The satellite launch has been scheduled at 17.57 until 18.31, on Monday May 12th, local time at Cape Canaveral, Florida, US. The Greek satellite will orbit at 39 degrees east approximately one week later. Its life duration is estimated at 15 years.
The Hellas Sat satellite introduces Greece as one of the world's countries with "space presence" and constitutes a strategic choice with significant advantages on political, financial and technological levels.
Furthermore, the new satellite is one of the most up-to-date, equipped in such a way as to cover Europe, Middle East, Africa and North East-Central Asia.
Through both its fixed and mobile transmitters, the satellite will offer a series of telecommunications and teleoptical services. Last but not least, the new satellite will allow the practices of telemedicine, teleducation, upgrade communication operations among the public service and contribute to the most effective broadcasting of the Olympic Games
Moody's upgrades Alpha's short-term credit rating
Alpha Bank SA, one of Greece's leading banks, has been notified by Moody's Investors Services that its short-term credit rating has been upgraded to Prime-1 from Prime-2, New Europe reported. "Alpha was one of the A3 long-term rated European banks selected for this upgrade by Moody's" the bank informed through its recent press release.
"The banks covered by these short-term rating upgrades are institutions based in developed banking markets and are characterised by relative stability and predictability of their fundamentals as defined by a low singLe-A long-term rating. These fundamentals include a core defensible franchise and market position - primarily retail-based - national, regional or local. They also include good and predictable liquidity; stable funding - mainly retail - as well as conservative reliance on short-term market funding," the Moody's report read. "A3-P-1 rated banks would also display low-to-moderate asset volatility, evidenced by the lack of large pockets of high credit risk concentrations that could be of a peculiar concern, as well as low appetite for riskier and potentially shelter these banks from more significant credit transition risk, therefore justifying P-1 ratings compatible with A3 long-term ratings," the report concluded.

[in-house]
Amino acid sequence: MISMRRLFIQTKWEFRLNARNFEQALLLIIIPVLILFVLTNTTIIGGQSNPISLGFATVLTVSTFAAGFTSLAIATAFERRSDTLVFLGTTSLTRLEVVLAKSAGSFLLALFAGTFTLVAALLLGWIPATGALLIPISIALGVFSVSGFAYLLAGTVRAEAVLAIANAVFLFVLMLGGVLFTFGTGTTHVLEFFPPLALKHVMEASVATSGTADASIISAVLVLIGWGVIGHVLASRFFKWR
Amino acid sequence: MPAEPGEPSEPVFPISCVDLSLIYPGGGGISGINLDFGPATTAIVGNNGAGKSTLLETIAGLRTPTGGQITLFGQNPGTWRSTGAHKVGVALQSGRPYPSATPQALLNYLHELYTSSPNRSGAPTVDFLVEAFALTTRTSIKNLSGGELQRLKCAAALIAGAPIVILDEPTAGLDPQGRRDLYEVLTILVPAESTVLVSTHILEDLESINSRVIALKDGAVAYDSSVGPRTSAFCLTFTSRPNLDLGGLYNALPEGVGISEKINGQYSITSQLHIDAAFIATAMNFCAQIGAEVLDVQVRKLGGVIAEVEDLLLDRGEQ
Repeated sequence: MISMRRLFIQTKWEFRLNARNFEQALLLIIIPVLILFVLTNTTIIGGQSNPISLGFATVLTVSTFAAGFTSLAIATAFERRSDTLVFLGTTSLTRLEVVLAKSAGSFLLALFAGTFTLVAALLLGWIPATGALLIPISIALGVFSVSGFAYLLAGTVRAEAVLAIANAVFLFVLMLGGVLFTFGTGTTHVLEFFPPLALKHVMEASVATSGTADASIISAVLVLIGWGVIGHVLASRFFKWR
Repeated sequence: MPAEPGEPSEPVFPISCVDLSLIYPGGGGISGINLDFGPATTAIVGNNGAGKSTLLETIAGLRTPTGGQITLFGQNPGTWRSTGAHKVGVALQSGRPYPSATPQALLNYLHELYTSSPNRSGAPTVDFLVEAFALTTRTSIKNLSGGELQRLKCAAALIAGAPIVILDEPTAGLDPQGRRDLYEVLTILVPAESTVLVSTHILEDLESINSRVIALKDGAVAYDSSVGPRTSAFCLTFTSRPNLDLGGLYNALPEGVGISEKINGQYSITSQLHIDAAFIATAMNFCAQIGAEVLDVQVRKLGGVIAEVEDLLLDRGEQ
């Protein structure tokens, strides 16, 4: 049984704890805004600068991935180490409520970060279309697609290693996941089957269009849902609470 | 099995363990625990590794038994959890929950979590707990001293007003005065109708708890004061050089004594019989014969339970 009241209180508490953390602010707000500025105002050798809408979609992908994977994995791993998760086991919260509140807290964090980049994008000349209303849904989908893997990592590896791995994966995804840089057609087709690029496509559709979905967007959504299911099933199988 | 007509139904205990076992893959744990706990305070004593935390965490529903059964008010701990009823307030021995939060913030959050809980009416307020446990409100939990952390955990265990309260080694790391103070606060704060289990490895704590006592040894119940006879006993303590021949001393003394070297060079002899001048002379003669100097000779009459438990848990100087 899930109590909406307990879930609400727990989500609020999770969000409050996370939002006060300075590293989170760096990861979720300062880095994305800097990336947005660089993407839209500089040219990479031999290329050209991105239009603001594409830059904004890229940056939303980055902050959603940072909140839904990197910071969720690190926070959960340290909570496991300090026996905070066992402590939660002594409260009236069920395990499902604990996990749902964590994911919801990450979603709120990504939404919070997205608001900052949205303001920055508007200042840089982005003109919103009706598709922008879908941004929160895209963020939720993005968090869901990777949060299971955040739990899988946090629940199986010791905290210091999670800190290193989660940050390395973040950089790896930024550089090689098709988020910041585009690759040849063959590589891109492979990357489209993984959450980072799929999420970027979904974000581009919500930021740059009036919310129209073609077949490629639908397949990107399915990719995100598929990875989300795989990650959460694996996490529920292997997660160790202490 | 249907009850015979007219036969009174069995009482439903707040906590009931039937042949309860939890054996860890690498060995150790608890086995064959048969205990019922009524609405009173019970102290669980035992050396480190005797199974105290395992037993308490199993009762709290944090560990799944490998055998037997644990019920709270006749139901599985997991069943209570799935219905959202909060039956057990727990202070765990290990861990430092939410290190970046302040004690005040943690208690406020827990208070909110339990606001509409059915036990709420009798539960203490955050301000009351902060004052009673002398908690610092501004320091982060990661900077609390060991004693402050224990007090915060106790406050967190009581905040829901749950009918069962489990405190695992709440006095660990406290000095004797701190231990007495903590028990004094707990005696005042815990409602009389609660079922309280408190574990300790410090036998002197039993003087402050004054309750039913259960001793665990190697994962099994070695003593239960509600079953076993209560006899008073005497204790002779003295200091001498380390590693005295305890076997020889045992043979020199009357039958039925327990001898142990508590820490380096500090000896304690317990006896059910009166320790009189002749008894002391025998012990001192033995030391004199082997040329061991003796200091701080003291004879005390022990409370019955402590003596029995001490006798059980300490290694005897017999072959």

Signing of SOCAR- Depa gas transit deal set for June
An agreement between the Azeri state oil company, SOCAR, and the Greek state gas company, Depa, to transit Azeri gas through Greece to western Europe will be signed in Baku during the June 3rd-6th period, a source in the Greek embassy in Baku told journalists.
Interfax News Agency quoted him as saying that the signing of the agreement would be timed to coincide with the exhibition-conference Caspian Oil, Gas, Oil Refining and Petrochemicals - 2003. The source said that SOCAR management and Depa Director General Vasilios Jonbonopulos, held talks in the Azeri capital.
The main item on the agenda was the draft gas transit agreement between the two companies. It is planned that Azeri gas from the Shah Deniz field will be transported to Greece through Turkey, using a new transport corridor. The last talks between SOCAR and Depa were held in Athens in December 2002.
Booming shipping sector supports activity in tough year, NBG analysis